Flash in the Pan
A Quarterly Posting at Tiny Lights
by Sindee Ernst
There was a day, I remember, when every cell in my body cried out for me to stay. I did not want to go home. I could not imagine leaving. But it was September; time for returning.
On the last day of the last hike of the summer, I stood outside the shelter where we had slept and looked out across the mountains. Ridges upon ridges skipped into the distance like a fading echo, each one a softer shade of blue. It was the mist that got to me, though. The way it hung in the valleys all still and silent. I was the only one awake. I basked in the pink glow of the newly risen sun and felt the air cool against my skin. The musky smell of the soil filled my lungs as I contemplated the prospect of streets and traffic and buildings with electricity. I noticed that the mist floated there as though it didn't want to leave either. Or like it was comforting someone, saying that everything would be okay. I wanted to dive from my high perch into its soft gray gauziness.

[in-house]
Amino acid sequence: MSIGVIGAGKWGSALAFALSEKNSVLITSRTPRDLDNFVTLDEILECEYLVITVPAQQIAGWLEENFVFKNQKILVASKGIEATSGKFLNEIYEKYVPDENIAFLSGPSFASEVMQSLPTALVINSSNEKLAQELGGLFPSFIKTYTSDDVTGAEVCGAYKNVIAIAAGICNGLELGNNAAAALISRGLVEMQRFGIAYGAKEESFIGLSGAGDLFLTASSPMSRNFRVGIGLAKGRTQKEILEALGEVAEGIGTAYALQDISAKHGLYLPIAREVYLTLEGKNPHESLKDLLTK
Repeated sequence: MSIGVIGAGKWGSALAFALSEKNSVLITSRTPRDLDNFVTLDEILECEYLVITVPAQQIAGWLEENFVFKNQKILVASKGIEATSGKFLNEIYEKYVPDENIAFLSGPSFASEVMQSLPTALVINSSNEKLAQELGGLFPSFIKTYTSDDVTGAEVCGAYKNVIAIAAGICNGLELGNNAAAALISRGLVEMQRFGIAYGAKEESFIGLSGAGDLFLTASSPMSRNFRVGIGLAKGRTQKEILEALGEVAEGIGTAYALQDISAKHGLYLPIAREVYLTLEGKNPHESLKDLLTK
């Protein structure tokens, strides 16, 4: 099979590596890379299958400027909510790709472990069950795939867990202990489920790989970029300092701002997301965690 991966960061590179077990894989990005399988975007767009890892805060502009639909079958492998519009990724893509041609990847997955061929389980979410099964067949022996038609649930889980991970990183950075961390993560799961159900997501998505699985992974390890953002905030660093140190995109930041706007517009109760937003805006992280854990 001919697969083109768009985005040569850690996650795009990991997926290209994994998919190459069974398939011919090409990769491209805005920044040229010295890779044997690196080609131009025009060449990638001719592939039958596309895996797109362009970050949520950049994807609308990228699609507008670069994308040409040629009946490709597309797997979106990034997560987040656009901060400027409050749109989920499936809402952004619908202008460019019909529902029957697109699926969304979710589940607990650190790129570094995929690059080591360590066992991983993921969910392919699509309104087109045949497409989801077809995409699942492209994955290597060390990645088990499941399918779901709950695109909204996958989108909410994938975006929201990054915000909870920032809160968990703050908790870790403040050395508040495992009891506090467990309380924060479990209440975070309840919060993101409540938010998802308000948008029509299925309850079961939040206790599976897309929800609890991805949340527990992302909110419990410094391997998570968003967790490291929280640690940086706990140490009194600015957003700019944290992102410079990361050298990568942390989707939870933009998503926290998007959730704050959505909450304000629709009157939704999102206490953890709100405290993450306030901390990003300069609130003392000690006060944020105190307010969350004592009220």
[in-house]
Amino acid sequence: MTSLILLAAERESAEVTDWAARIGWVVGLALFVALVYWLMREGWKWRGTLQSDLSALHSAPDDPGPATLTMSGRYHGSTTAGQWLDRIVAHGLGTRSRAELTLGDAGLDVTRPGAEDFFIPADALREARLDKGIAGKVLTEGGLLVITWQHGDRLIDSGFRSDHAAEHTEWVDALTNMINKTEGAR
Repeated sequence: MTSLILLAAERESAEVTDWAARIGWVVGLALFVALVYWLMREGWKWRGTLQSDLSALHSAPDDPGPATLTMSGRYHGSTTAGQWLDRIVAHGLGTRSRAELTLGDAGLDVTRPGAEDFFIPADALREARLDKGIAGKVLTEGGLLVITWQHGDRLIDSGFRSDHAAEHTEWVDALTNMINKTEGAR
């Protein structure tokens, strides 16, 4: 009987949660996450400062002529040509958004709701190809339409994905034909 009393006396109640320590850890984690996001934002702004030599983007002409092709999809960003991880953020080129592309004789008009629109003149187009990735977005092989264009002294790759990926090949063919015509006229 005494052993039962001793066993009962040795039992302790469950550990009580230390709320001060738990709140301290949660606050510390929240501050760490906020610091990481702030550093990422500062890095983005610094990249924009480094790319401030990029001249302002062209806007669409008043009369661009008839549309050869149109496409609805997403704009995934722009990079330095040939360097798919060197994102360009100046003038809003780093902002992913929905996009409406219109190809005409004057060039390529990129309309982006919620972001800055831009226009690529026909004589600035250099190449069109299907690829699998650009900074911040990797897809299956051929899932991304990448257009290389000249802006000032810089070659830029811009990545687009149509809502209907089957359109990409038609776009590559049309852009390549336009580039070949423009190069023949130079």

There is something about departure that makes your days rush forward all at once like a tide, so you feel them hard and strong. All of the orange-red sunsets, the early morning spider webs along the trail, the granite boulder peaks where I could see into Vermont, Maine and Massachusetts, and on a clear day into Connecticut and Canada - they came to me then. As my eyes reached out to hold on to the scene before me, I thought about the fact that mist doesn't rest on anything. It just holds itself together through the force of its own nature. My summer mountain days were like that, too, and I felt them floating around me.
Maybe there is nothing more beautiful than standing on the top of a summit and feeling the immense silence that comes from the way the wind wraps itself around you. But for me, it was the mist against the blue on that last morning.
Sindee Ernst writes from Owings Mills , Maryland . Her piece, "Touch," appears in this column's First Flash.
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